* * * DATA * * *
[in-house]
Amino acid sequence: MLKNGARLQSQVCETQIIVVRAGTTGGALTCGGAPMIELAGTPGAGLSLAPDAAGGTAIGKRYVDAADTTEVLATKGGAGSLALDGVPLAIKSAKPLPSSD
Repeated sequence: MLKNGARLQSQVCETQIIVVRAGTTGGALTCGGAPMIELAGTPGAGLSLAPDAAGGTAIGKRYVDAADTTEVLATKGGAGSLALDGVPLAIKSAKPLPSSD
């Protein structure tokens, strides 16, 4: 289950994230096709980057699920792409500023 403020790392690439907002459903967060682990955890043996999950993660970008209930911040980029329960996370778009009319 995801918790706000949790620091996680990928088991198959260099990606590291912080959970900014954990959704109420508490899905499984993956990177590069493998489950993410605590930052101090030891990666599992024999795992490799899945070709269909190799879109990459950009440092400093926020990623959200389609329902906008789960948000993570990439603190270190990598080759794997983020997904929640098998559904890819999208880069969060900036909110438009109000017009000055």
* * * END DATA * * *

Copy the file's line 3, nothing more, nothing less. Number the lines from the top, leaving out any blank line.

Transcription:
Repeated sequence: MLKNGARLQSQVCETQIIVVRAGTTGGALTCGGAPMIELAGTPGAGLSLAPDAAGGTAIGKRYVDAADTTEVLATKGGAGSLALDGVPLAIKSAKPLPSSD